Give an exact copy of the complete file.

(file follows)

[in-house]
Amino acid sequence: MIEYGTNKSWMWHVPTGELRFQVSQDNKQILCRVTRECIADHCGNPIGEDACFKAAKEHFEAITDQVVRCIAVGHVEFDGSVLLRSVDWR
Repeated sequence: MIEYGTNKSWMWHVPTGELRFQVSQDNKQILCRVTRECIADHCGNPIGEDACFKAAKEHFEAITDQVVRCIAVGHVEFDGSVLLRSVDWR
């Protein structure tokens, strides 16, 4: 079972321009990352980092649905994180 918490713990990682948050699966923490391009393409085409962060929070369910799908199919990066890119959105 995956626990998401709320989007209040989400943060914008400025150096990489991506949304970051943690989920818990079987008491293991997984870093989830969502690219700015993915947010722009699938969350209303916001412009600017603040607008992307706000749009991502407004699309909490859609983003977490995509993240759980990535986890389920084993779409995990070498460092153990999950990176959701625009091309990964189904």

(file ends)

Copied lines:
[in-house]
Amino acid sequence: MIEYGTNKSWMWHVPTGELRFQVSQDNKQILCRVTRECIADHCGNPIGEDACFKAAKEHFEAITDQVVRCIAVGHVEFDGSVLLRSVDWR
Repeated sequence: MIEYGTNKSWMWHVPTGELRFQVSQDNKQILCRVTRECIADHCGNPIGEDACFKAAKEHFEAITDQVVRCIAVGHVEFDGSVLLRSVDWR
């Protein structure tokens, strides 16, 4: 079972321009990352980092649905994180 918490713990990682948050699966923490391009393409085409962060929070369910799908199919990066890119959105 995956626990998401709320989007209040989400943060914008400025150096990489991506949304970051943690989920818990079987008491293991997984870093989830969502690219700015993915947010722009699938969350209303916001412009600017603040607008992307706000749009991502407004699309909490859609983003977490995509993240759980990535986890389920084993779409995990070498460092153990999950990176959701625009091309990964189904």